• Steven R

    I had someone ask me once “what are you reading for?” Not “what are you reading?” “What are you reading for?”

    I have never forgotten that.

  • decnine

    Maybe the menu was hiding a volume of Jeremy Corbin’s political thought.

  • llamas

    I once went to the courthouse (no phones, no tablets, no Kindles ☹☹☹) with a 50-year-old paperback book in my jacket pocket. The recently-hired ex-Explorer Scout who turned out my pockets looked at it like it was an Egyptian papyrus, infested with snakes. I think he changed his gloves after handling it. We may be the last generation that uses actual books. I don’t know if that’s a good thing or not.



  • Van_Patten

    Steven R

    The late Bill Hicks had a comedy sketch to that effect:

    A waitress came up to me in the diner and asked me ‘What are you reading for?’ – not ‘What are you reading?’ but ‘What are you reading for?’

    I answered: ‘Because I don’t want to be a F$%^&&g waitress’

    Most of his skits were memorable but that one I can still recall…

  • Van_Patten


    There’s actually been a resurgence believe it or not in the wake of the Nazi like ‘sensitivity readers’ messing with the likes of Roald Dahl – people want something tangible that can’t be amended (unlike the digital version)

  • Stonyground

    My daughter (26) loves real books despite being a child of the electronic age, so all is not lost. We always had lots of books in the house, the spare bedroom is used as a library.

  • I’ve been careful about buying books on paper ever since our last move. E-readers can have a lot more reading in them than bookcases! Nobody looks twice at somebody reading a smartphone in public, and most of the waiting rooms I’ve been in lately have little but People magazine. But books with tables, diagrams and illustrations are best on paper. We have a lot of those. I make and bind books on paper, myself, though they go through an electronic stage in the process.

    Yes, I still read cereal boxes at breakfast.

  • Johnathan Pearce (London)

    I suppose I could carry out an experiment of reading books with controversial authors on the cover and read them on trains, the Tube, etc. I once sat opposite a chap reading Orwell’s 1984, and he was clearly engrossed.

    The person who put up this tweet sounds like a jerk. Nothing more to say, really.

  • Kirk

    Most of what you’re seeing is performative ego-boosting: “Oh, see what a good person am I; I mock the despised…”

    You get right down to it, this is all of a piece with the rest of the usual “Monkey see; Monkey do” human behavioral patterns. The weak-minded among us use these signals to mark the “out”, and preen their own status. It’s like the chickens in a chicken coop; you can always tell the one chicken that the rest pick on by their condition, and if you remove that chicken from the flock, isolate it, the flock will almost instantly pick another one.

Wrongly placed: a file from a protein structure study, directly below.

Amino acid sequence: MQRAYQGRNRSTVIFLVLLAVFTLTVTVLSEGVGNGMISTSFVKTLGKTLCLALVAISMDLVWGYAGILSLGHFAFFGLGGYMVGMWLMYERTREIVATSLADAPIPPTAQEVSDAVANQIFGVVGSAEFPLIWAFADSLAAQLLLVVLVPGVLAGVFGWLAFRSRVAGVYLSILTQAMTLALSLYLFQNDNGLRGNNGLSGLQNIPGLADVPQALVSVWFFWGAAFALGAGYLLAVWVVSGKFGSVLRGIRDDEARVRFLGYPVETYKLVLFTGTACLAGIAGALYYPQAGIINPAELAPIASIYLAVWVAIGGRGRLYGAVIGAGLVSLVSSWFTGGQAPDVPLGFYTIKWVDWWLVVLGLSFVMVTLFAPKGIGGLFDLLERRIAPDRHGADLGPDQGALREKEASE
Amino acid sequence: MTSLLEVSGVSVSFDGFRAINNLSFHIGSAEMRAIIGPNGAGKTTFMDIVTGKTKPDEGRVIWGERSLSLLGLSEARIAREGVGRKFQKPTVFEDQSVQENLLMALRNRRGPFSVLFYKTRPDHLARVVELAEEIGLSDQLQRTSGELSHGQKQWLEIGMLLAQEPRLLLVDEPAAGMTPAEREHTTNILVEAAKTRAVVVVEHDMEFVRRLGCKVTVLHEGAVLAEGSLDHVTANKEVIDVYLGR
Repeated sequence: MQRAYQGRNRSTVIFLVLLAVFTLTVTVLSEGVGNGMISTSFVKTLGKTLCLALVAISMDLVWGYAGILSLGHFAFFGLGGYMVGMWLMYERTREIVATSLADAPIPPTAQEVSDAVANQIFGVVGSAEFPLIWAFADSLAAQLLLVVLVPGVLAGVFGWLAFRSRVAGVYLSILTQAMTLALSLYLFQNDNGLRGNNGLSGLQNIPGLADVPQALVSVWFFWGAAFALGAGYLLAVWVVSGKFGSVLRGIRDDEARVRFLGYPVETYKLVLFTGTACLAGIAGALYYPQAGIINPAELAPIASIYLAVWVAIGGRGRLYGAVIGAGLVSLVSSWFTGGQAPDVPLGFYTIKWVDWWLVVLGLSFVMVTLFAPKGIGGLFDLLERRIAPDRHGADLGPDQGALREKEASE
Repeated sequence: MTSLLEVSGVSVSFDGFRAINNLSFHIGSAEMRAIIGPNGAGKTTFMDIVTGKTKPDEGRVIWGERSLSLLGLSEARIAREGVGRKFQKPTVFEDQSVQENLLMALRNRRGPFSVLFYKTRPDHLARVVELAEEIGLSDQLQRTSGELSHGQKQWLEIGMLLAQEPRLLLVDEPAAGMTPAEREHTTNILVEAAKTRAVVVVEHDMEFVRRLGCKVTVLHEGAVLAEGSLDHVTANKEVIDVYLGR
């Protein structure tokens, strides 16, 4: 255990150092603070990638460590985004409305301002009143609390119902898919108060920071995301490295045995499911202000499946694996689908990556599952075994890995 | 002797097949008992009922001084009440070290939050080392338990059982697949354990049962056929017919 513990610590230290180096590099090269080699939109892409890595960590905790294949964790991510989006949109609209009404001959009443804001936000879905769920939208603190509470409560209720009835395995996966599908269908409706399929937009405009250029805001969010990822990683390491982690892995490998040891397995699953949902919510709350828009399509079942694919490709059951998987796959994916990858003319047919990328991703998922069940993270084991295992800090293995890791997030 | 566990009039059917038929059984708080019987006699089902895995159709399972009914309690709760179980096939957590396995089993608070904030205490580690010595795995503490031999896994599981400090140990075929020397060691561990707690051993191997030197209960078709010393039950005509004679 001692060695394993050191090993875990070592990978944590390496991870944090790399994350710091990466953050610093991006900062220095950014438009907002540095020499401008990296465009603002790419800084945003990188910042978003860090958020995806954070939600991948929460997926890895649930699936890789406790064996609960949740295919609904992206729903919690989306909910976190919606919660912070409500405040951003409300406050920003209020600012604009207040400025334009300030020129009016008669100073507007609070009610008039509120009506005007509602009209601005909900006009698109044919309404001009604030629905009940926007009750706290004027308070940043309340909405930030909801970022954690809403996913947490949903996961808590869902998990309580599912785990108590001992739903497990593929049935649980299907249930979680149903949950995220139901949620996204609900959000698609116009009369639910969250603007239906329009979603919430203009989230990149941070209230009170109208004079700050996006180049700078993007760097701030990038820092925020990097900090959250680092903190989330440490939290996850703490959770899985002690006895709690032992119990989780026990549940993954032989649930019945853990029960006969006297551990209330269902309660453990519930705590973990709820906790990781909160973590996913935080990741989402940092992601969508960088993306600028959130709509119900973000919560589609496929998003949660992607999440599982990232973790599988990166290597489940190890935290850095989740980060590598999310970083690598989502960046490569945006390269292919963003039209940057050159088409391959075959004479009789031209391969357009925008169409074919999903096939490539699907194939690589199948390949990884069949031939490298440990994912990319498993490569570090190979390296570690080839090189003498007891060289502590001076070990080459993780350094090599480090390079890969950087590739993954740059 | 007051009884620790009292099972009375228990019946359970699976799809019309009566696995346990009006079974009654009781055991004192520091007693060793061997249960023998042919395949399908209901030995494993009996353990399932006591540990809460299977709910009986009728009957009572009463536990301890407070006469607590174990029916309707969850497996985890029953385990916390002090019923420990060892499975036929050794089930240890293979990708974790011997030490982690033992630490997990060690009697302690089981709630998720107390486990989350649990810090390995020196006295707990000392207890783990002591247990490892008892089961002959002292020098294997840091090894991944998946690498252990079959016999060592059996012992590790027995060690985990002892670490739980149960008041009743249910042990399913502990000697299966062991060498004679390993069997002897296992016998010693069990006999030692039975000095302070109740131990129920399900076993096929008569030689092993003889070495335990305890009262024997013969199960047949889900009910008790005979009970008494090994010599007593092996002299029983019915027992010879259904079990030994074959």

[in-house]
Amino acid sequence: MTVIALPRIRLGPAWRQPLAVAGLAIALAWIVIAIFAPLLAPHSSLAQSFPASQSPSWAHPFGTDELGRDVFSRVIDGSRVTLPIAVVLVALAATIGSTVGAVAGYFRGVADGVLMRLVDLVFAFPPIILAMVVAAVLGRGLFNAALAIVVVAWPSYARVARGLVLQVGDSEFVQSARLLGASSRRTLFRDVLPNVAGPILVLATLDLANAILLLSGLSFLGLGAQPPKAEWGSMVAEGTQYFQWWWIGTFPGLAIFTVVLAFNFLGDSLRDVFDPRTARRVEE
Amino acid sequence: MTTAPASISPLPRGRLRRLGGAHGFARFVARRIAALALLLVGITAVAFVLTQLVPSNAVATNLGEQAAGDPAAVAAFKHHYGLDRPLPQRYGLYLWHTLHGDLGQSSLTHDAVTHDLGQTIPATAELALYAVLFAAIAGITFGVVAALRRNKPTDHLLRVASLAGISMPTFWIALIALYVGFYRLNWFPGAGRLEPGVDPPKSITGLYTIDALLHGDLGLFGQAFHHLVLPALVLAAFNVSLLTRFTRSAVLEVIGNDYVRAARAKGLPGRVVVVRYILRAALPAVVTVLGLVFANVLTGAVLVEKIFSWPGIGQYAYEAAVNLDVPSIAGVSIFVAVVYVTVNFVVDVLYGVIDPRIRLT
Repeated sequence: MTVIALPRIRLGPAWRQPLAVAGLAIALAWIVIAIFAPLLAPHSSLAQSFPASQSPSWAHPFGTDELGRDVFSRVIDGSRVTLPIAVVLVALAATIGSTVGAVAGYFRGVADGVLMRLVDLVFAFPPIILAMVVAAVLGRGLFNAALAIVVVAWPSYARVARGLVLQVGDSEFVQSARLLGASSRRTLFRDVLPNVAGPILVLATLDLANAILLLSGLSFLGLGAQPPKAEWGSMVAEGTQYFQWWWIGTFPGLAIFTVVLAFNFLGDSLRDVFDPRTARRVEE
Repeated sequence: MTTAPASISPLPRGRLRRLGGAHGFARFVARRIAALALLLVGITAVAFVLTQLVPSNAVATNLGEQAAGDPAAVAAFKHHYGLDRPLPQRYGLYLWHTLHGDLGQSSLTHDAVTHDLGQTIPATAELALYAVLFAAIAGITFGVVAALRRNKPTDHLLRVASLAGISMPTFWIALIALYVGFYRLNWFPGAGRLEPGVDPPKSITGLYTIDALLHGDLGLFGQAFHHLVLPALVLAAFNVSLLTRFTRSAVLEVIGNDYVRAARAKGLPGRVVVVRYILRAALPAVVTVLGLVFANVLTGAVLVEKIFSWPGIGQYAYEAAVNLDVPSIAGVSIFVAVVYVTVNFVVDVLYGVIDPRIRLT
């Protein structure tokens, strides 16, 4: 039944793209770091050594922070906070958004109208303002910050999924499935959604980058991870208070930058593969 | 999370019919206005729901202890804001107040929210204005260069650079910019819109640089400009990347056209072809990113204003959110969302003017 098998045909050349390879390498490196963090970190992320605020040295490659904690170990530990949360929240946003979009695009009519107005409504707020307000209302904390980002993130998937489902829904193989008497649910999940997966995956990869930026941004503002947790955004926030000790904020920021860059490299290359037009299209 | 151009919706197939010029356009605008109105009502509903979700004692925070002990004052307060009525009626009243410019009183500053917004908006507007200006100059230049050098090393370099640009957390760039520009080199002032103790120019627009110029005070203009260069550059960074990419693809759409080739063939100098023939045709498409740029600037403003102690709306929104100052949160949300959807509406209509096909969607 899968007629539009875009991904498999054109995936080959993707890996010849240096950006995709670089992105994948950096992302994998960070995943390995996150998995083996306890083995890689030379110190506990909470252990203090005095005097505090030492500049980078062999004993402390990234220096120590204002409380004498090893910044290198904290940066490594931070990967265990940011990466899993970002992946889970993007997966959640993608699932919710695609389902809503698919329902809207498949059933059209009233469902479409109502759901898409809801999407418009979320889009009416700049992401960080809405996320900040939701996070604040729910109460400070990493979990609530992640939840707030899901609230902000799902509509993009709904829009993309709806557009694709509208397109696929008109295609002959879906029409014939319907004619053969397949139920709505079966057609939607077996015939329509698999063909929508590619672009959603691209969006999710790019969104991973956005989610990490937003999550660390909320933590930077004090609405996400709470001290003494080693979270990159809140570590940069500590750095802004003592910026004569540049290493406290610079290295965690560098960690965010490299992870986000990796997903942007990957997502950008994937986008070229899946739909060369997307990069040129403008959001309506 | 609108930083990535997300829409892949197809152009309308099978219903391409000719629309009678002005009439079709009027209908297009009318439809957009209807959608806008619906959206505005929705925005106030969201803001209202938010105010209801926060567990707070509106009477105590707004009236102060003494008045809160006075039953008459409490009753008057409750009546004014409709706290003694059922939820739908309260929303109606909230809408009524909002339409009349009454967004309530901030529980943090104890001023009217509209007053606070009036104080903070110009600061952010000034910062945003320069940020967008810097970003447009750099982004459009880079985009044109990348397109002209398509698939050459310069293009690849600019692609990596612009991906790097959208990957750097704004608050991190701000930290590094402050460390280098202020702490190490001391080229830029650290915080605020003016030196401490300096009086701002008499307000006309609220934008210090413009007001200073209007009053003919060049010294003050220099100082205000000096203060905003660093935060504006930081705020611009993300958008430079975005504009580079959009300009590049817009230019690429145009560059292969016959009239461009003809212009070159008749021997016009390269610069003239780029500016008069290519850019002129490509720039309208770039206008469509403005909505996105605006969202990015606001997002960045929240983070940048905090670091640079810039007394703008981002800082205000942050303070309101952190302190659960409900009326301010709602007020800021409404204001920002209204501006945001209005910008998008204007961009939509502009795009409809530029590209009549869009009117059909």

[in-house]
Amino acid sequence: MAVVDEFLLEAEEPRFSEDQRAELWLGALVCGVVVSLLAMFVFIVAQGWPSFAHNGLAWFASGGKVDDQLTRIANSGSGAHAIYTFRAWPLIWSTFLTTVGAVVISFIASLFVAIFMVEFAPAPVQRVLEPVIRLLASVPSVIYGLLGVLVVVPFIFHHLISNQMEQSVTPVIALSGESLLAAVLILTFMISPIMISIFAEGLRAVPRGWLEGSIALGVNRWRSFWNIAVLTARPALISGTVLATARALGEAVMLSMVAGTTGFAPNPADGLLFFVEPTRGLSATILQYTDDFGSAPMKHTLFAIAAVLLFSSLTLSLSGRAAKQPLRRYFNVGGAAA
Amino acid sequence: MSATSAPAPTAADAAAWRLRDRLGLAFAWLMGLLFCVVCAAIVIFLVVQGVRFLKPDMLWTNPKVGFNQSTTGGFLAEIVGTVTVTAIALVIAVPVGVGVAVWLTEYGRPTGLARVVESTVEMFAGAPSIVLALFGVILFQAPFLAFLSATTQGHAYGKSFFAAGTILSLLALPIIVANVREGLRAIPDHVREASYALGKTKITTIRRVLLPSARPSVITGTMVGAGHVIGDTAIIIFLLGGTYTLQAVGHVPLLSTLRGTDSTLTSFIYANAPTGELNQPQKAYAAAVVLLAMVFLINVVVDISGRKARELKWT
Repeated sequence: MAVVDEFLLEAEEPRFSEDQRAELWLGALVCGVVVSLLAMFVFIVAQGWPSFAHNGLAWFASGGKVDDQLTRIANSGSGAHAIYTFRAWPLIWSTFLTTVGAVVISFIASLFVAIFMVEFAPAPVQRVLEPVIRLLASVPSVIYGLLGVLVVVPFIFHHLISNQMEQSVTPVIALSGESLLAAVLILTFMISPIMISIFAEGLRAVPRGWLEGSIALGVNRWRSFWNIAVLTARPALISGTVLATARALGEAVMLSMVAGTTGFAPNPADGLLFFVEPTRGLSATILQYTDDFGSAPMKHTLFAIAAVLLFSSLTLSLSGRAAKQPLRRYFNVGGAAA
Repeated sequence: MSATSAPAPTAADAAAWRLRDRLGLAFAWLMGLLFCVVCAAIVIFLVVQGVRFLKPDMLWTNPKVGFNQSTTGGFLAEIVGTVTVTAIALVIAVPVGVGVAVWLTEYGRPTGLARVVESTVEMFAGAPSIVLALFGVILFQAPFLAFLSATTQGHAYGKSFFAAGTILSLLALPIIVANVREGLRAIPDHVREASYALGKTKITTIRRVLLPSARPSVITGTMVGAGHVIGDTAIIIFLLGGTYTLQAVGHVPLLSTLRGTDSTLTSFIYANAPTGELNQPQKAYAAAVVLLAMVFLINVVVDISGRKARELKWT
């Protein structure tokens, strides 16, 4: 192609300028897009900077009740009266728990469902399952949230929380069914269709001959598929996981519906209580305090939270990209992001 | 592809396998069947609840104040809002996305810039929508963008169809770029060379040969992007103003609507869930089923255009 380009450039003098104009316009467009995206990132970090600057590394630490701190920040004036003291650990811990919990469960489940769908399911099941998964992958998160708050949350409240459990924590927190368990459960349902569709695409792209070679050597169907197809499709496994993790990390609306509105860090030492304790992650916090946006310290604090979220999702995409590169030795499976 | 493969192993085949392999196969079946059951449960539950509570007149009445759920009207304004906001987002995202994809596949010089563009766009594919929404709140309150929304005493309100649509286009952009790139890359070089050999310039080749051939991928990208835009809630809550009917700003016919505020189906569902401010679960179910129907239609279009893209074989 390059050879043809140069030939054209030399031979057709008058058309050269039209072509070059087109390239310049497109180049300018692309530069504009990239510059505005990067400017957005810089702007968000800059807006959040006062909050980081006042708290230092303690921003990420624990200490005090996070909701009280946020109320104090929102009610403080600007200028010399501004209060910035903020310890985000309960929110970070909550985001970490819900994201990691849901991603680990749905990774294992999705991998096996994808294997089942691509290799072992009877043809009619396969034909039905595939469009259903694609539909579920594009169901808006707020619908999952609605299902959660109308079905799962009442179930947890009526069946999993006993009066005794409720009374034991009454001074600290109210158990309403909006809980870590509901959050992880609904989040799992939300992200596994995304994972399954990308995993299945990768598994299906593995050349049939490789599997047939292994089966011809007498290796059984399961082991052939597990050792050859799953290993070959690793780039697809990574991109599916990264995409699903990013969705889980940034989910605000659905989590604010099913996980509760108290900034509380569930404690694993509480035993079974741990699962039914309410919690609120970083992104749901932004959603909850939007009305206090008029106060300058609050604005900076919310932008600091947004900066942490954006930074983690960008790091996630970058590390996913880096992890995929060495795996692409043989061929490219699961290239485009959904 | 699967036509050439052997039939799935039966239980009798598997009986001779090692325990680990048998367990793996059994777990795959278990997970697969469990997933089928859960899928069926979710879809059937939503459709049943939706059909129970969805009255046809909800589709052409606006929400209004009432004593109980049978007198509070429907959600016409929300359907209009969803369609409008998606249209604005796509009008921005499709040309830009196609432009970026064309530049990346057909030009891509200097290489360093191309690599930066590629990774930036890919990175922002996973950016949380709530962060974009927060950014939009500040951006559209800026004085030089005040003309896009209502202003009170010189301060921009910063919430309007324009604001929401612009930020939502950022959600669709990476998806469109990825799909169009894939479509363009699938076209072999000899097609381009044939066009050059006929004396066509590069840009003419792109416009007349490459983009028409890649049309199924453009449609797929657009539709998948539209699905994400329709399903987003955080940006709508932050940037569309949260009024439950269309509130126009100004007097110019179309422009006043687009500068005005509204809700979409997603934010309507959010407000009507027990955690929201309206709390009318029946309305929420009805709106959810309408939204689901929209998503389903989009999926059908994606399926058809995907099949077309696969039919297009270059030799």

I don’t like chickens, and I don’t like people. Predominantly because of this; there’s zero need for it, yet we give into our animalistic natures and do it, all the damn time.

    Only difference between the chicken coop and modern society? You can broadcast your BS worldwide via the internet. Not it’s highest use, I’d say.

  • Paul Marks.

    I have reached the stage where I struggle to read in artificial light – so perhaps someone will take a photograph of me struggling with a menu.

    “Can he not read?”

    “He is so fat, he must have eaten already”.

    “Having a problem baldy?”

    If people are cruel and petty launch personal attacks on other people – it says a lot more about them than it does about their targets.

    As for photographs – no I do not like them, even taken by friends. I know I am fat and bald I do not need photographic evidence to prove it.

  • john in cheshire

    We are having to take it as factual that Mr/Mrs Shabadu actually timed the man. Or is the contention hyperbole?
    On a good note, it would appear that there are still some kind people left in our country, who can see through the mockery and cynicism of those like Mr/Mrs Shabadu.

  • Van_Patten

    On the subject of Tim Martin – I can recall when I worked in the drinks trade, on one occasion when accompanying the crew delivering to a Wetherspoons in Fareham (The Lord Arthur Lee) he was actually in the pub early on when the breakfast was being served and he actually insisted all three of us get a free breakfast and coffee as a thank you for the delivery. While you sometimes got that from individual landlords it was by no means an everyday occurrence. Always stuck in my mind…

  • DP


    this guy watching another guy for 15mins reading the wetherspoons menu on the train yesterday